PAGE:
The narrator of this bittersweet story (a special favorite of my youngest) really, really wants a pet, but her mother keeps saying no.
I asked her every day for a month, until she finally said,
“You can have any pet you want as long as it doesn’t need
to be walked or bathed or fed.”
I made her promise.
Then (with the help of the school librarian) she finds a pet that actually fits the criteria: a sloth. When he arrives, she finds the reality of “Sparky” doesn’t conform at all with what she thought having a pet would be like.
While kids seem to focus on humorous aspects of the situation, adults will notice there is a lot going on here about what happens when expectations don’t match up with reality. Come for the laughter; stay for the loss, grief, and love (or is it the other way around?).
Author: Jenny Offill
Illustrator: Chris Appelhans
Morris looked at the candy.
He liked the gumdrops.
He said, “Give me some of those.”
The man said,
“They are one for a penny.
How much money do you have?”
Morris looked. He had six pennies.
“I have four pennies,” he said.
The man laughed. “You have six!
Can’t you count? Don’t you go to school?”
Morris asked, “What is school?”
The rest of the book answers this question, as Morris immediately heads off to school and learns lots of new things. Perhaps most importantly, by the end of the day he knows how to purchase the right amount of gumdrops.
Morris takes things very literally, and the resulting misunderstandings (like in the picture above) really tickle my youngest (who is getting ready to start school himself). This book also presents many opportunities for him to participate in the reading (for example, by counting Morris’ pennies).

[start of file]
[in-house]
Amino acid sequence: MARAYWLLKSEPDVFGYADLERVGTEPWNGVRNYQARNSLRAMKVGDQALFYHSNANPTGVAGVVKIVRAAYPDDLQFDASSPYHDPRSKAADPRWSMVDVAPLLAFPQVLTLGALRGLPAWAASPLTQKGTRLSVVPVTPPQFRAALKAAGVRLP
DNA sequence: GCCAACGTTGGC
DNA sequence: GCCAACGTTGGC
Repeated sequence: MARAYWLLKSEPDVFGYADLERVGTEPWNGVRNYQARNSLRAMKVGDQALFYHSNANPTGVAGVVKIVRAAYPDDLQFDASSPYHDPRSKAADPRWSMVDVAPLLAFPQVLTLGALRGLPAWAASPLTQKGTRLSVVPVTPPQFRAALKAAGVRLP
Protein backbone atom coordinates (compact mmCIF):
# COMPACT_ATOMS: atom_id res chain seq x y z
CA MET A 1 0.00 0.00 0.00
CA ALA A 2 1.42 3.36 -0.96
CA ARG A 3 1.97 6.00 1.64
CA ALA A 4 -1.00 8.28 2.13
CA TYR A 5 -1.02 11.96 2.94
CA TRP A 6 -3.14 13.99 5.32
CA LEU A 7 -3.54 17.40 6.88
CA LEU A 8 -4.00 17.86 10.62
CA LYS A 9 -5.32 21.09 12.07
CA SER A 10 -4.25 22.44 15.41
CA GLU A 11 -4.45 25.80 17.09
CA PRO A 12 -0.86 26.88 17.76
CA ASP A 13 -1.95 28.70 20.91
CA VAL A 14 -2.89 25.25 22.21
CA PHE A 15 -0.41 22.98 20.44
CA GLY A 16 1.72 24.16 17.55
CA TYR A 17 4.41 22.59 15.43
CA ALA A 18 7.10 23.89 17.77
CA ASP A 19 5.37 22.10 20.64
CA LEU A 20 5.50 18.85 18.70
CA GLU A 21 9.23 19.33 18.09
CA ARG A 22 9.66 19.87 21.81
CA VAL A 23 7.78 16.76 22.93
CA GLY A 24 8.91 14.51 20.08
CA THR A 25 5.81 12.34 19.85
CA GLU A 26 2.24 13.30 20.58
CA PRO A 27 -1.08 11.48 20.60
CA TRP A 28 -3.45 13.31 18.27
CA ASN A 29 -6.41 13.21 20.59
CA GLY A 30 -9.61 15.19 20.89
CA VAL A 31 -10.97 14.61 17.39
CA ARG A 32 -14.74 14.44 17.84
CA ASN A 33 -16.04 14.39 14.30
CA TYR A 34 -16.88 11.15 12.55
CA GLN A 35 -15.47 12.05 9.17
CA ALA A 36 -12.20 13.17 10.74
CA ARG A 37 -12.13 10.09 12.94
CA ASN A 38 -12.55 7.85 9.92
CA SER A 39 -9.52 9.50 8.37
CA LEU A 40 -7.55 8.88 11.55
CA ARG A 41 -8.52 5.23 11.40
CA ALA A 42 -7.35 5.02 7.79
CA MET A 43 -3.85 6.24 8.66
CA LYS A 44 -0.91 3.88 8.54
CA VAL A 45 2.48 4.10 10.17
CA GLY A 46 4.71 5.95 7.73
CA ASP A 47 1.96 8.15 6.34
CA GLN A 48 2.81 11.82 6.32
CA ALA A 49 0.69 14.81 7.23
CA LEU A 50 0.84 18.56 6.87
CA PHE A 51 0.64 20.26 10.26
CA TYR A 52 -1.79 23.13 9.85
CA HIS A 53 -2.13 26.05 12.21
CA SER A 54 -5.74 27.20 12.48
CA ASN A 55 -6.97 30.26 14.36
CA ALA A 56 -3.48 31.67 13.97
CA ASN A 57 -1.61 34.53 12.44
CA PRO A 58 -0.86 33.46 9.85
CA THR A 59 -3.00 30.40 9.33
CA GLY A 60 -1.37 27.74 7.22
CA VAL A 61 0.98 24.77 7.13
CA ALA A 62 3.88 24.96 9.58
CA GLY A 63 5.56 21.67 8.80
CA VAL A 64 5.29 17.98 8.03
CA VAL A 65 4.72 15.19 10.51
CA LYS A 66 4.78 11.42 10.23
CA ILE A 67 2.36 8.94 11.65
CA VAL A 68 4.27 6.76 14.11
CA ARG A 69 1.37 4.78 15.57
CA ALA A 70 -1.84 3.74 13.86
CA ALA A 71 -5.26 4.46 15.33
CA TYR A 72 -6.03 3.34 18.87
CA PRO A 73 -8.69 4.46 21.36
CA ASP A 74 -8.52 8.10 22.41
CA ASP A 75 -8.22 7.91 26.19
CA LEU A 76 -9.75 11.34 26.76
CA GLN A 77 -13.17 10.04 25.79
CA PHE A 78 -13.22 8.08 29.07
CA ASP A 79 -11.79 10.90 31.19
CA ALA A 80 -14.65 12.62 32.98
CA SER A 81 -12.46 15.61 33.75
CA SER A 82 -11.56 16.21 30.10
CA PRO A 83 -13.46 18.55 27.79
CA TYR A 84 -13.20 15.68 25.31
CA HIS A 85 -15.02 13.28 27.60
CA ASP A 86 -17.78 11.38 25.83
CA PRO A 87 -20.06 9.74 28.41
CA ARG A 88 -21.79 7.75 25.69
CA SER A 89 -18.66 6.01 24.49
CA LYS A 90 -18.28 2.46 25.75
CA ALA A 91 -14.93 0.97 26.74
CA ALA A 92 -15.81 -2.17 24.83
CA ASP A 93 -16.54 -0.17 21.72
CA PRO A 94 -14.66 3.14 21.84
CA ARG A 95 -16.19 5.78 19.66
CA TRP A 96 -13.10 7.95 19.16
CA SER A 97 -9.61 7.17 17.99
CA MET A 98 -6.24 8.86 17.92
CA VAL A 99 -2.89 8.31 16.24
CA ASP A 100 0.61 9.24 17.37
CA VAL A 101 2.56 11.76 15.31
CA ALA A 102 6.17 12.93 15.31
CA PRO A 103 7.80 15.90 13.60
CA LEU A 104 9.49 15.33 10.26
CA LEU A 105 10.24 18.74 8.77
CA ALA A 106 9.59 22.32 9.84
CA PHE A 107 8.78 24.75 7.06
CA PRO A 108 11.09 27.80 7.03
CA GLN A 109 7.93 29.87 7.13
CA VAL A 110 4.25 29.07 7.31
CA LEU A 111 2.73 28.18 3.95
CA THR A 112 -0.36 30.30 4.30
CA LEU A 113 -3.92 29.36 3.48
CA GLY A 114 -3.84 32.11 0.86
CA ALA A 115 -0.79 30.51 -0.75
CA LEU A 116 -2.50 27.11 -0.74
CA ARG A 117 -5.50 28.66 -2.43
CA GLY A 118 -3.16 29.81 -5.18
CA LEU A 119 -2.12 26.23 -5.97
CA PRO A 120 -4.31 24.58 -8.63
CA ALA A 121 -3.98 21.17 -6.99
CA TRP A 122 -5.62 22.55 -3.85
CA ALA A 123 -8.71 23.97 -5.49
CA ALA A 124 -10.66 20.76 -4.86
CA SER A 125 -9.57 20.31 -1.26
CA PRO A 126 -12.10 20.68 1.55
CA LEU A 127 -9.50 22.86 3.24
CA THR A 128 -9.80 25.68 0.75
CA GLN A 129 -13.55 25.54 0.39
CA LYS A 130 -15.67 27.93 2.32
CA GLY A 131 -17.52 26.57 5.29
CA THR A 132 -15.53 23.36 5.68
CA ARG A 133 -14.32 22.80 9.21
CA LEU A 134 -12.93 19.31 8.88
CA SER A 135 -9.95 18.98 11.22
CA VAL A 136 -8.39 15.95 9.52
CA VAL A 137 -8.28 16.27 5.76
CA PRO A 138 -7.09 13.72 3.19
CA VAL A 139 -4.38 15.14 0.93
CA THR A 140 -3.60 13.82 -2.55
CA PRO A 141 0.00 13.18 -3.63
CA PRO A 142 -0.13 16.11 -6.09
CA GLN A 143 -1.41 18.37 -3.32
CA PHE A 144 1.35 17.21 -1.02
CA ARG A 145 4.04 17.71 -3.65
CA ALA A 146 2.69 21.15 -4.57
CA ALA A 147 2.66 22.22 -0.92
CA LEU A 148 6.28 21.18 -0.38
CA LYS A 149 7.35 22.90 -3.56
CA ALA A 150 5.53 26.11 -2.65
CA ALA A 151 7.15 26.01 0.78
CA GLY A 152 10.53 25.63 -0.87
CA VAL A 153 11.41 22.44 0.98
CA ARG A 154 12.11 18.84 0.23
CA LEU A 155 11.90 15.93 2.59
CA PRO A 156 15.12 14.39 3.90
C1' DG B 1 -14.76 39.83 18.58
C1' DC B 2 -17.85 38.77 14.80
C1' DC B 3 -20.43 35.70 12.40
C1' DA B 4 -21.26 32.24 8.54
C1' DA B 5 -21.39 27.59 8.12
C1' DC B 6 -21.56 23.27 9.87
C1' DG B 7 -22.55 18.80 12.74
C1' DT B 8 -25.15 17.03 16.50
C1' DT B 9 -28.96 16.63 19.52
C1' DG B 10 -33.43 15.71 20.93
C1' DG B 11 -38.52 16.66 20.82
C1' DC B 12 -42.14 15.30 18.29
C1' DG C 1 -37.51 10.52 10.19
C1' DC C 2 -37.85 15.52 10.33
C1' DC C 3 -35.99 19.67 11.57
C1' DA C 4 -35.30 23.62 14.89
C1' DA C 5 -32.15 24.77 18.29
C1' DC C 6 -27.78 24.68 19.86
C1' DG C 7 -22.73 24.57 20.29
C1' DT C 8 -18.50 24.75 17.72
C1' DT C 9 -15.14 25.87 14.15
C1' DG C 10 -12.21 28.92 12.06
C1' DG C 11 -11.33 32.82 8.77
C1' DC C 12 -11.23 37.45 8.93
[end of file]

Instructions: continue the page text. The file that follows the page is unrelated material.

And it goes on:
Author: B. Wiseman
Illustrator: B. Wiseman
Fuzzy Rabbit had been with the family for
as long as he could remember. His dungarees
were faded. He had a hole in the elbow of his
sweater, and his buttons were all odd ones of
different sizes. One of the stitches of his mouth
had come undone, and he couldn’t even smile.
Fuzzy has been feeling sad of late. His little girl, Ellen, used to take him to school with her, but recently she has started leaving him at home with the other toys. And, for the first time, she forgets to take him downstairs for her birthday party. Fuzzy is starting to wonder where he fits in. Luckily, by the end of the book he is reassured he is loved and regains his confidence (and his smile).
The pictures here are a big part of the attraction; I remember poring over them as a girl, wishing I could play in (or, better yet, have) Ellen’s room and toys. Now I enjoy noting that Fuzzy Rabbit (or “Alpaca,” as he is known in the U.K.) was made for Ellen by her mother and that Ellen has all the skills she needs to repair him. This is a favored book of my youngest, who is very interested in stuffed animals, birthdays, and school.
Author: Rosemary Billam
Illustrator: Vanessa Julian-Ottie
When I was a kid, Calvin and Hobbes was the highlight of the comics page. When this big box set came out in paperback a bit over two years ago, I pounced. Last year, I started reading it to my oldest before bed. Now he is devouring it without me (but he loves to show me the strips he thinks are the funniest, like the one above).
Author: Bill Watterson
Illustrator: Bill Watterson
This series, about a slightly-diabolical genius whose science skills far outpace her social skills, has been making the boys HOWL with laughter. In a very happy coincidence, the poem generator above was part of tonight’s bedtime reading. Happy Valentine’s Day!
Author: Jim Benton
Illustrator: Jim Benton
Posted in Chapter Books
Tagged Animals, bedtime, Diverse Books, food, Franny K. Stein: Mad Scientist, Jim Benton, Machines, school, science, science fiction, series, toys, Valentine's Day